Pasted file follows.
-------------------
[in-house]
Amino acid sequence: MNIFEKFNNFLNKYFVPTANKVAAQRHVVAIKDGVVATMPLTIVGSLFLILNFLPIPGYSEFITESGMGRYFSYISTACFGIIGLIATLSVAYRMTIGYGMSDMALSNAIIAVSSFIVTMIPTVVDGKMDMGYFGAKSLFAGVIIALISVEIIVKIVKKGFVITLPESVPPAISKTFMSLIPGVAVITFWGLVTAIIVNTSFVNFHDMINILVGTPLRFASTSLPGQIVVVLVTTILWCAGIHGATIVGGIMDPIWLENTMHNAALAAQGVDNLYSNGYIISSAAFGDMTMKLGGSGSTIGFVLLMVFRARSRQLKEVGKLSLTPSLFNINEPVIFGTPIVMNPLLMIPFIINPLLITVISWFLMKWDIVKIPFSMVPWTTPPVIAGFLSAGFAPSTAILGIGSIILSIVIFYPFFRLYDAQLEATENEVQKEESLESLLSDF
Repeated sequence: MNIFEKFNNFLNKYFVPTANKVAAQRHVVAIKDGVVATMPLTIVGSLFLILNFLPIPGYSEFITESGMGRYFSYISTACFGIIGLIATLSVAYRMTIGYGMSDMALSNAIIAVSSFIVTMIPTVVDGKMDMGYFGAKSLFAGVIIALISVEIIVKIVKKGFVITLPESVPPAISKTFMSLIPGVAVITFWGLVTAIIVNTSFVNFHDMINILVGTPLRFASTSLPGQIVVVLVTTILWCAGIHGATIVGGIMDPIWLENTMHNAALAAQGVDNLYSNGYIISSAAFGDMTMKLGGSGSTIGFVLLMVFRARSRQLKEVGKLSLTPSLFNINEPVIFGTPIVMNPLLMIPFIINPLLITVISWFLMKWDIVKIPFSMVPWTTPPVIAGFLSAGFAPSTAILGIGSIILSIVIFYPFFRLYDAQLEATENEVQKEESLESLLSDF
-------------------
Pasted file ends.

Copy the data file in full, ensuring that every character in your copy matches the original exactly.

[in-house]
Amino acid sequence: MNIFEKFNNFLNKYFVPTANKVAAQRHVVAIKDGVVATMPLTIVGSLFLILNFLPIPGYSEFITESGMGRYFSYISTACFGIIGLIATLSVAYRMTIGYGMSDMALSNAIIAVSSFIVTMIPTVVDGKMDMGYFGAKSLFAGVIIALISVEIIVKIVKKGFVITLPESVPPAISKTFMSLIPGVAVITFWGLVTAIIVNTSFVNFHDMINILVGTPLRFASTSLPGQIVVVLVTTILWCAGIHGATIVGGIMDPIWLENTMHNAALAAQGVDNLYSNGYIISSAAFGDMTMKLGGSGSTIGFVLLMVFRARSRQLKEVGKLSLTPSLFNINEPVIFGTPIVMNPLLMIPFIINPLLITVISWFLMKWDIVKIPFSMVPWTTPPVIAGFLSAGFAPSTAILGIGSIILSIVIFYPFFRLYDAQLEATENEVQKEESLESLLSDF
Repeated sequence: MNIFEKFNNFLNKYFVPTANKVAAQRHVVAIKDGVVATMPLTIVGSLFLILNFLPIPGYSEFITESGMGRYFSYISTACFGIIGLIATLSVAYRMTIGYGMSDMALSNAIIAVSSFIVTMIPTVVDGKMDMGYFGAKSLFAGVIIALISVEIIVKIVKKGFVITLPESVPPAISKTFMSLIPGVAVITFWGLVTAIIVNTSFVNFHDMINILVGTPLRFASTSLPGQIVVVLVTTILWCAGIHGATIVGGIMDPIWLENTMHNAALAAQGVDNLYSNGYIISSAAFGDMTMKLGGSGSTIGFVLLMVFRARSRQLKEVGKLSLTPSLFNINEPVIFGTPIVMNPLLMIPFIINPLLITVISWFLMKWDIVKIPFSMVPWTTPPVIAGFLSAGFAPSTAILGIGSIILSIVIFYPFFRLYDAQLEATENEVQKEESLESLLSDF